I am implementing a filter in hardware, and the intended maximum data input is 16-bit. The question is, if the output is to be re-quantized to 16-bit, does this mean certain coefficients are effectively 'useless' - as outlined here:

The filter is a fractional delay filter (FIR), so for very small fractional delays some of the coefficients are very small, while the center tap is large. (large coefficient dynamic range)

In the current design the coefficients have been quantized - and in integer form, the smallest is +1, while the largest is 195890 so a range of 2 bit (signed) to 20 bit (signed).

So the question is - if I quantized the output to 16-bit, does this mean the smaller coefficients are effectively unused. For example, if I do an impulse response test, I will get zeros for any coefficients that are smaller than 4-bits, due to the fact the 20-bit coefficient sets where the MSB of the output is.

For practical data, I imagine these smaller coefficients may have a minor impact as they may effect the output - but it is interesting that the impulse response would show them as dropped.

Is there any guideline that says if the coefficients dynamic range is larger than the output bit-width, that they are effectively unused?

Clarification of the question

• Data-width is 16-bit, Largest coeff width is 20-bit, Smallest Coeff width is 2-bit.
• Filter internal word-size is ~ 16+20+G, where G are the guard bits.
• This full precision value is truncated/rounded to a 16-bit output.

Doing an impulse response test on this filter, I will see the larger coefficients, but the smaller ones will come out as 0, due to the fact the output can only take 16-bit, while the difference between the largest and smallest coefficient is 20-2 = 18 bit. Does this mean these smaller coefficients are not effective, given the impulse response 'cant see' them.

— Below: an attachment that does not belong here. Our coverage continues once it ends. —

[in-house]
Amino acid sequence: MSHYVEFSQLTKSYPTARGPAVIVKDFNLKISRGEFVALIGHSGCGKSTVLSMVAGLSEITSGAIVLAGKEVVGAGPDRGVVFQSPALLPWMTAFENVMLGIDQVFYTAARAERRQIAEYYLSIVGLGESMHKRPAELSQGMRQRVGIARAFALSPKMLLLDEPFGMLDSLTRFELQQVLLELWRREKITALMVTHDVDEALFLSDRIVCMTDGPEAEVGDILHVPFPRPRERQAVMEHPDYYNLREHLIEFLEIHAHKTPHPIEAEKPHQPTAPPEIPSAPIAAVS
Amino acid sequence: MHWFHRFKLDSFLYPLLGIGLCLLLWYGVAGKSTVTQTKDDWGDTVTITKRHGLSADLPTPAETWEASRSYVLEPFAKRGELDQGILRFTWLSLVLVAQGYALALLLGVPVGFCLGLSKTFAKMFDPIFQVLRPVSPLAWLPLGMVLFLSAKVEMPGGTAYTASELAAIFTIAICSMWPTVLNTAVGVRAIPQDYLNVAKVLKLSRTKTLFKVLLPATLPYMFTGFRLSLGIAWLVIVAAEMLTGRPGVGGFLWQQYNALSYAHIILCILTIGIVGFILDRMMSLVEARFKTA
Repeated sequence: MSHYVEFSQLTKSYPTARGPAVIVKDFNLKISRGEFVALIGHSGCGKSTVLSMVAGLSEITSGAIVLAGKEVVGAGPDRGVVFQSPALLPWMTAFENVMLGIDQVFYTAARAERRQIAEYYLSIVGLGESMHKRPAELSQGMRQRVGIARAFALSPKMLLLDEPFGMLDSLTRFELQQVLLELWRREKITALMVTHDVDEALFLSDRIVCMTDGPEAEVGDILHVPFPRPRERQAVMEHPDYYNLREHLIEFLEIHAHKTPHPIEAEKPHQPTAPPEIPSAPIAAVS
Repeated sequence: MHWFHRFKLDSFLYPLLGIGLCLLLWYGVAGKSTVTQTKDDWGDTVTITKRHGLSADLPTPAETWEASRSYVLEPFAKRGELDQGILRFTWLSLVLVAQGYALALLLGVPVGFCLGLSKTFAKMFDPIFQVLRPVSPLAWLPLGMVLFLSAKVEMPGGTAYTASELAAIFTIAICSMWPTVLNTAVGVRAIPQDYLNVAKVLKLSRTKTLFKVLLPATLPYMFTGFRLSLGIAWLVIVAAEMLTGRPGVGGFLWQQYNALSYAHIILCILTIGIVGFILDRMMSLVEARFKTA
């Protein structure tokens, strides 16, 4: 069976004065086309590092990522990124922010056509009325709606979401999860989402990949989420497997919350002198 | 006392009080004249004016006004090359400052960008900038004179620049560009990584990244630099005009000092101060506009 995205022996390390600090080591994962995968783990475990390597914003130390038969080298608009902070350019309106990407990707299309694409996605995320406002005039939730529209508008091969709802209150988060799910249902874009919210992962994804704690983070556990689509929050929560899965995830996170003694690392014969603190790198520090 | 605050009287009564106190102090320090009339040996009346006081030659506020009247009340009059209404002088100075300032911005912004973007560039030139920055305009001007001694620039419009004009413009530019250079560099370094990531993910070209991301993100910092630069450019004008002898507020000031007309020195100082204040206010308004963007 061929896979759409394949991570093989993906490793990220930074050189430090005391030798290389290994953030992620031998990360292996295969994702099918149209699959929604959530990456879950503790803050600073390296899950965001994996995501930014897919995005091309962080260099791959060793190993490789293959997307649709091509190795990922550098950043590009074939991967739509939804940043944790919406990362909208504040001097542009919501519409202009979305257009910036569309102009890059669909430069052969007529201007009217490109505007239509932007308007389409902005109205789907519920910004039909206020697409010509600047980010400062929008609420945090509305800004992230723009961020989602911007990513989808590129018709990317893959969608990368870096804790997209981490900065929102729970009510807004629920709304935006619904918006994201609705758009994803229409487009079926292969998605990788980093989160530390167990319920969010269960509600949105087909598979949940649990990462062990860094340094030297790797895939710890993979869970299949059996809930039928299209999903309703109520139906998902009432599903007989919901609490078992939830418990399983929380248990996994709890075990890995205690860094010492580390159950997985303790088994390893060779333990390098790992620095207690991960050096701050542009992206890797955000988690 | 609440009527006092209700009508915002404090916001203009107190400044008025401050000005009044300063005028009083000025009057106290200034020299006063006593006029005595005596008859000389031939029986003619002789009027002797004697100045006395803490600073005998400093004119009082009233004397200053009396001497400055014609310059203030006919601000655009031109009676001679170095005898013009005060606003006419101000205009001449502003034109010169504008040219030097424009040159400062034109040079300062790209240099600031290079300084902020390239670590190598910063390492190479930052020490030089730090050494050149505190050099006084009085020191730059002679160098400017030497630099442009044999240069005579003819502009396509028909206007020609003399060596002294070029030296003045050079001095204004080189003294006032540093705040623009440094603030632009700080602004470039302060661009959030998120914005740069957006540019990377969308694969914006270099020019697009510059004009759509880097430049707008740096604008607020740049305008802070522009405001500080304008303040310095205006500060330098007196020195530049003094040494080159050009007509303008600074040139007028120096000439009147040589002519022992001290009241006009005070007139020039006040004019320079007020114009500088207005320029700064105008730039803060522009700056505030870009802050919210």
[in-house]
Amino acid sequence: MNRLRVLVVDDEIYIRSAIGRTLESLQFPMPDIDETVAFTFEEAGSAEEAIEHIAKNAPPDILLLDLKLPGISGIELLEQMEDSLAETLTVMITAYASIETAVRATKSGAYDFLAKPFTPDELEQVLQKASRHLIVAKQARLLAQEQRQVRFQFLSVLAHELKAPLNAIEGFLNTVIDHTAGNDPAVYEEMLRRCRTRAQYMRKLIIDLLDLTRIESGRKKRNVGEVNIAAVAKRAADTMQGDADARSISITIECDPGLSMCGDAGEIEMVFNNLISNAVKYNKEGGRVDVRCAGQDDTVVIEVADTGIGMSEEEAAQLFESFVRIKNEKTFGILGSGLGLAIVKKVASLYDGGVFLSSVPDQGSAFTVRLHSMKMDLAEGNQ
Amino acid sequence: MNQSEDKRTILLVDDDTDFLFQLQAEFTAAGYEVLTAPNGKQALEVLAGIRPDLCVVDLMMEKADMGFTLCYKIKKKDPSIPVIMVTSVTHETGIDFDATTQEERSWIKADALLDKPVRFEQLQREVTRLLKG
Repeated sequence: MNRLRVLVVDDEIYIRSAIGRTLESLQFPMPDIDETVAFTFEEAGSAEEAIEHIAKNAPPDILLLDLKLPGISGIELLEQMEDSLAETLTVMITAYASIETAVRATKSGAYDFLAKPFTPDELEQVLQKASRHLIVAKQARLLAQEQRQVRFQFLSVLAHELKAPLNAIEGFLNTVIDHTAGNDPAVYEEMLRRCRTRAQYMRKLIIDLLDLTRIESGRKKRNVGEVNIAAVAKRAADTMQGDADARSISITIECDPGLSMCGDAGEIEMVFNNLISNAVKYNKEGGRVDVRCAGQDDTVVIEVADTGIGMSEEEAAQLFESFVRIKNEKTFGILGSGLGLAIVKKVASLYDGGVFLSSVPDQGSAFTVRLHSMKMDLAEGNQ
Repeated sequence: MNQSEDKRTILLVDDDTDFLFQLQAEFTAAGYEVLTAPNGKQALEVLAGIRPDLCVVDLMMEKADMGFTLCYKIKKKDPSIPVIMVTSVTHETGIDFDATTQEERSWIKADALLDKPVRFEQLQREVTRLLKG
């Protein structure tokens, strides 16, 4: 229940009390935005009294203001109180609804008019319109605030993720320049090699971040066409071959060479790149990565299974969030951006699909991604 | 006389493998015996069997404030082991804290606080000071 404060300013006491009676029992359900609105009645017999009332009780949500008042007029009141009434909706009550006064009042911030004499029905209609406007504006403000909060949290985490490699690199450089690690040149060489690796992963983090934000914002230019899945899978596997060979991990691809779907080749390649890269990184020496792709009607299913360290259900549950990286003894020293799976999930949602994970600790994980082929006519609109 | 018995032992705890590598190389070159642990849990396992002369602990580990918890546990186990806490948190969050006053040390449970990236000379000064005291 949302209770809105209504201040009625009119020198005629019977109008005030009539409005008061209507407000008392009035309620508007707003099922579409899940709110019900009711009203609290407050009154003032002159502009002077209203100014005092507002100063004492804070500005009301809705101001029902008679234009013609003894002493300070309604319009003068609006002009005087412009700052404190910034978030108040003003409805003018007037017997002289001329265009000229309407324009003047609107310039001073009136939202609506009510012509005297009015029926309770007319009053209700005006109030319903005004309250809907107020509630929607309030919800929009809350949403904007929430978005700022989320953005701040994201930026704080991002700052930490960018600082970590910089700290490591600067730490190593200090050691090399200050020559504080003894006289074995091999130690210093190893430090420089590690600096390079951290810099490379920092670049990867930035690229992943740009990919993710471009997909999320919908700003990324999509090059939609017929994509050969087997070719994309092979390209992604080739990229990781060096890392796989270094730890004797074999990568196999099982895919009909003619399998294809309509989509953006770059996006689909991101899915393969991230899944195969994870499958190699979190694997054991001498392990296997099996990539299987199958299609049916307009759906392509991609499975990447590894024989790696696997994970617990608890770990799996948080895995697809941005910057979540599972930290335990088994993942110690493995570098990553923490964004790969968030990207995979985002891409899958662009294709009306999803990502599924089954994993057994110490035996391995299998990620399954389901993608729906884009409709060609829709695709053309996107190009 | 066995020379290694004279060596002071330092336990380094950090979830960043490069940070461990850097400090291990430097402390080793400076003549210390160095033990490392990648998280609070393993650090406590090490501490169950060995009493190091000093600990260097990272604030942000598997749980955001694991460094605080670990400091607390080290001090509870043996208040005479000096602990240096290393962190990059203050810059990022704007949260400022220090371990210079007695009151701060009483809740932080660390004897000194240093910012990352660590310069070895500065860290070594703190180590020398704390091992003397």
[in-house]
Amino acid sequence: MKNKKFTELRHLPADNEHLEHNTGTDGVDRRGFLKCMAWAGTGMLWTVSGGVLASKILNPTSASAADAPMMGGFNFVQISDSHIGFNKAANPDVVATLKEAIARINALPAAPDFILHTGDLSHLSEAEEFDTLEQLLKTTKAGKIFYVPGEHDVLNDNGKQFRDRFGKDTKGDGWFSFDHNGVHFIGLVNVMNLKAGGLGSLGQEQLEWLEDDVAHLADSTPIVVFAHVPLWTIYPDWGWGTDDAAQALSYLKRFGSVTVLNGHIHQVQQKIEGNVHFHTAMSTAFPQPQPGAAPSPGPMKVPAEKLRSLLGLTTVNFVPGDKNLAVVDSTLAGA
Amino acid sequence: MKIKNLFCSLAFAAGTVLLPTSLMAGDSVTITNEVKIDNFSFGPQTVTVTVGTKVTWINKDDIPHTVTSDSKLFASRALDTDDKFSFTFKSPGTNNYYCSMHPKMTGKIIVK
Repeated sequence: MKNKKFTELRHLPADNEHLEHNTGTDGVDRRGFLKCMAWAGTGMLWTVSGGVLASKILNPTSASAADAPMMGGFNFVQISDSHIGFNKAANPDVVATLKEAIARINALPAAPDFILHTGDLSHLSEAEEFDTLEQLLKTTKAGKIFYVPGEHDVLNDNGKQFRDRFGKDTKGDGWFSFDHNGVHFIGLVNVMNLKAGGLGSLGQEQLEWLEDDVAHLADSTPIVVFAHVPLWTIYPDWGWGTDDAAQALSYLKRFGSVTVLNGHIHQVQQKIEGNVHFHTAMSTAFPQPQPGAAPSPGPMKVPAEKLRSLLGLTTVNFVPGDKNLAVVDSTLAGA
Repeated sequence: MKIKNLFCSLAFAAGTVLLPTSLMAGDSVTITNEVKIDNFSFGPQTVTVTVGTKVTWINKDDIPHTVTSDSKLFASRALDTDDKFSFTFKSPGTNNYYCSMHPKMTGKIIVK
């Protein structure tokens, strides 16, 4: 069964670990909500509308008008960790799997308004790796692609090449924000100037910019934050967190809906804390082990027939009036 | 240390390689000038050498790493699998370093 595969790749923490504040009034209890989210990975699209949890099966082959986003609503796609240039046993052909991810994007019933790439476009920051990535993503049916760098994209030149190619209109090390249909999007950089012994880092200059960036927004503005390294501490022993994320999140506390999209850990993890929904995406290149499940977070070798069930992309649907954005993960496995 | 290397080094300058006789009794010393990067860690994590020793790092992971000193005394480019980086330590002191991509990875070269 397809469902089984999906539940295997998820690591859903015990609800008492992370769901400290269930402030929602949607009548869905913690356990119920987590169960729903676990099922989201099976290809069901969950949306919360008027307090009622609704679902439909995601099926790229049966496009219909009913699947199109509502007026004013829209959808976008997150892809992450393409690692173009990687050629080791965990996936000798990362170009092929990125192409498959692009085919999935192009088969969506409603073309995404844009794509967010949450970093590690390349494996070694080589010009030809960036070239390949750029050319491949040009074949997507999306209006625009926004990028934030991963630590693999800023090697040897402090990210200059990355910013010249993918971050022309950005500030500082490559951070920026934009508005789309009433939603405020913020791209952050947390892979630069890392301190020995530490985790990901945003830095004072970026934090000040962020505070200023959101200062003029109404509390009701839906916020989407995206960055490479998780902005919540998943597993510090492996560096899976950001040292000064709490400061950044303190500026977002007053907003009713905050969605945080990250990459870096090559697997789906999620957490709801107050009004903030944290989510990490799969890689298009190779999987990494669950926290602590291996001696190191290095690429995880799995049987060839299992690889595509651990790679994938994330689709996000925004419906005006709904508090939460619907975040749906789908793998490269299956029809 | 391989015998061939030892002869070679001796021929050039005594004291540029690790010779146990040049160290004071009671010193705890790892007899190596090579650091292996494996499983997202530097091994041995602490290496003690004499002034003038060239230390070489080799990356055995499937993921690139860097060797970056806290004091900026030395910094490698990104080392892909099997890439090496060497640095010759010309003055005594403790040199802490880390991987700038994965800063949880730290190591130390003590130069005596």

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# Filter output quantization - does this limit effective coefficient quantization?

I am implementing a filter in hardware, and the intended maximum data input is 16-bit. The question is, if the output is to be re-quantized to 16-bit, does this mean certain coefficients are effectively 'useless' - as outlined here:

The filter is a fractional delay filter (FIR), so for very small fractional delays some of the coefficients are very small, while the center tap is large. (large coefficient dynamic range)

In the current design the coefficients have been quantized - and in integer form, the smallest is +1, while the largest is 195890 so a range of 2 bit (signed) to 20 bit (signed).

So the question is - if I quantized the output to 16-bit, does this mean the smaller coefficients are effectively unused. For example, if I do an impulse response test, I will get zeros for any coefficients that are smaller than 4-bits, due to the fact the 20-bit coefficient sets where the MSB of the output is.

For practical data, I imagine these smaller coefficients may have a minor impact as they may effect the output - but it is interesting that the impulse response would show them as dropped.

Is there any guideline that says if the coefficients dynamic range is larger than the output bit-width, that they are effectively unused?